Tuesday, March 7, 2017

*Originally posted September 8th, 2016.

I first met my now husband, Taylor, in late 2012. Before we began dating, I knew he had two kids from a previous marriage and he was like any other proud dad, regaling me with stories of soon-to-be 10 year-old Ethan and 12 year-old Faith. I’ll be honest; I had never dated a guy with kids before, much less ones that were on the “older” end of the spectrum. Before I met them, I remember thinking to myself “Okay. I know I’m good with little ones but how am I going to connect with adolescents? What will we talk about? Will they like me? Will they try to?” I spent days worrying about making a good impression and crossing my fingers that they weren’t going to hate my guts because let’s be honest, they didn’t know me from the man in the moon and they had every right to be weary!

Y’all, I swear I’m not being biased when I say that these are two of the sweetest, most polite, bright and endearing young people I could have ever hoped to have in my life. Upon meeting them, I instantly felt all of my worries melt away. Over the 4 years that have followed, I’ve been blessed with a strong bond with each of them and can truly say that some of the best moments of my life have been watching them grow into the resilient, intelligent and kind-hearted 16 and 13 year-olds they are today.

Being a step-parent doesn’t mean you’re a replacement. I can only imagine the conflict a birth mother or father must feel when their former partner enters into a new relationship and a family dynamic begins to form. I’m one of the lucky ones. I truly respect the kids’ mom (and her husband) and we’ve never had any moment where we spoke with any negativity towards one another. But as a step-parent, you have to accept this truth– you can love them, you can guide them, and you can always try your best to uplift them but you can never try to “win” them. You are a wonderful bonus to their lives; assuming that both parents are involved, you aren’t the one making all of the decisions, doling out punishments and picking out their clothes. That’s a tricky situation. You can have your heart absolutely filled to the brim for your step-kids, and rightfully so, but you have to know your role and embrace it. Be a supporter, a mentor, an ear that listens and a heart that loves. But remember–it is not your job to be their parent. It is not your job to be their disciplinarian. It is not your job to dictate.

Step-parenthood can be incredibly overwhelming, trying to navigate where you fit in and where the boundaries lie. You have to find a way to create a healthy, positive environment in which they thrive without infringing on the rights and beliefs of their mother or father. You may desire a close bond right away and feel like you’re doing something wrong if that doesn’t immediately happen but keep in mind– relationships need time to grow and this is no different. Never forget the importance of communicating with your spouse when it comes to their children. Opinions are fine and dandy but it’s not up to you to enforce all the rules.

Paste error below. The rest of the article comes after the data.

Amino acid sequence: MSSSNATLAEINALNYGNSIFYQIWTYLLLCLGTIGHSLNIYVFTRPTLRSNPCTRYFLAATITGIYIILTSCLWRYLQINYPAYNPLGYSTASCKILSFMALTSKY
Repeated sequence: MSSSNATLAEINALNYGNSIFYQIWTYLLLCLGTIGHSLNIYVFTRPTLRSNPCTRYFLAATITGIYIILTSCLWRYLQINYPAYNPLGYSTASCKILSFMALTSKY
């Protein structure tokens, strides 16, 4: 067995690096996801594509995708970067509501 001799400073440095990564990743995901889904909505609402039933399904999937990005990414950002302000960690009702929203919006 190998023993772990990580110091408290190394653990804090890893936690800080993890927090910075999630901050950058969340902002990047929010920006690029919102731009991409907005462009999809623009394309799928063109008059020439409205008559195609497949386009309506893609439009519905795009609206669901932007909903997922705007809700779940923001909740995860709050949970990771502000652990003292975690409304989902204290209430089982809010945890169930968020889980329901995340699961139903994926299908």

When you invest yourself so completely in a child, you may find it difficult to not steer that ship. But I know in my case, these kids have a great father, a loving mother  and two step-parents that would move mountains for them. We’ve become like 4 points of a square with the children in the middle. Respecting each other’s positions in that square is essential and when you find a way to make it work, it’s rewarding beyond belief.

If you’re a step-parent, I respect, admire and applaud you. It isn’t an easy path to journey down and I commend anyone who steps up to the plate and opens their heart to another’s child. I came into Faith and Ethan’s lives at a delicate time– I didn’t witness any first steps or the first day of school, I missed getting to chase them around the playground, (heck, I jumped right into the pre-teen/teenage stage!) and I’ve never experienced the incredibly beautiful, irreplaceable bond of childbirth. But I have gotten to know two amazing souls, been lucky enough to watch them grow, and will continue to love, support and encourage them until the end of my days. Being a step-mom is the title I’m most proud to wear and the two of them have already taught me so much about myself. This may be a crash-course in parenting of sorts (one that, thankfully, helps to prepare me for my own journey into motherhood one day) but it’s a ride I consider myself lucky to be on.

Here’s to the many years worth of memories, laughs, tears, and fears to come. Kids, I’m so happy to have you in my life and I will never stop being a momma-in-love.